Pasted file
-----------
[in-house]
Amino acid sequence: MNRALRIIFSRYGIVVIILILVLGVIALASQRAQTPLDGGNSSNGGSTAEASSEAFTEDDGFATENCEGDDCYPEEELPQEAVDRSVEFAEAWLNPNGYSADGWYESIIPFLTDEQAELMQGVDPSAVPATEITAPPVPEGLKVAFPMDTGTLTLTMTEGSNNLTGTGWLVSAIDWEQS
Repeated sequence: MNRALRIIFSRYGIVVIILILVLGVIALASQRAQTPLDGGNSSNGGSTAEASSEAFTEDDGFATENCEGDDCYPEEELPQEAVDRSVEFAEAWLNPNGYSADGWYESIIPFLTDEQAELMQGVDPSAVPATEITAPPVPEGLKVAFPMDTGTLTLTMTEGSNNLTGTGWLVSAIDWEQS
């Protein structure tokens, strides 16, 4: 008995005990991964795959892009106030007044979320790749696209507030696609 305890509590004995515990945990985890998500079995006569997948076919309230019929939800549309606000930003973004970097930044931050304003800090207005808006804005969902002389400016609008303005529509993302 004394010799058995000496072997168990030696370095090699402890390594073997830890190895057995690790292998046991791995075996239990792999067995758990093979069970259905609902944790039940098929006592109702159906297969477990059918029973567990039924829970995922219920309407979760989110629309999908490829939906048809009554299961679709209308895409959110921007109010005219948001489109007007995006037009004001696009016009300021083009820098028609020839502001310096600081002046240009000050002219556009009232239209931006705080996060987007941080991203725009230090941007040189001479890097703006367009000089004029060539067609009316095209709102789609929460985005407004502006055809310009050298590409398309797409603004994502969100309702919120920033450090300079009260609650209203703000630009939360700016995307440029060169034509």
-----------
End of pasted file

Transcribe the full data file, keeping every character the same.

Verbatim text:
[in-house]
Amino acid sequence: MNRALRIIFSRYGIVVIILILVLGVIALASQRAQTPLDGGNSSNGGSTAEASSEAFTEDDGFATENCEGDDCYPEEELPQEAVDRSVEFAEAWLNPNGYSADGWYESIIPFLTDEQAELMQGVDPSAVPATEITAPPVPEGLKVAFPMDTGTLTLTMTEGSNNLTGTGWLVSAIDWEQS
Repeated sequence: MNRALRIIFSRYGIVVIILILVLGVIALASQRAQTPLDGGNSSNGGSTAEASSEAFTEDDGFATENCEGDDCYPEEELPQEAVDRSVEFAEAWLNPNGYSADGWYESIIPFLTDEQAELMQGVDPSAVPATEITAPPVPEGLKVAFPMDTGTLTLTMTEGSNNLTGTGWLVSAIDWEQS
């Protein structure tokens, strides 16, 4: 008995005990991964795959892009106030007044979320790749696209507030696609 305890509590004995515990945990985890998500079995006569997948076919309230019929939800549309606000930003973004970097930044931050304003800090207005808006804005969902002389400016609008303005529509993302 004394010799058995000496072997168990030696370095090699402890390594073997830890190895057995690790292998046991791995075996239990792999067995758990093979069970259905609902944790039940098929006592109702159906297969477990059918029973567990039924829970995922219920309407979760989110629309999908490829939906048809009554299961679709209308895409959110921007109010005219948001489109007007995006037009004001696009016009300021083009820098028609020839502001310096600081002046240009000050002219556009009232239209931006705080996060987007941080991203725009230090941007040189001479890097703006367009000089004029060539067609009316095209709102789609929460985005407004502006055809310009050298590409398309797409603004994502969100309702919120920033450090300079009260609650209203703000630009939360700016995307440029060169034509």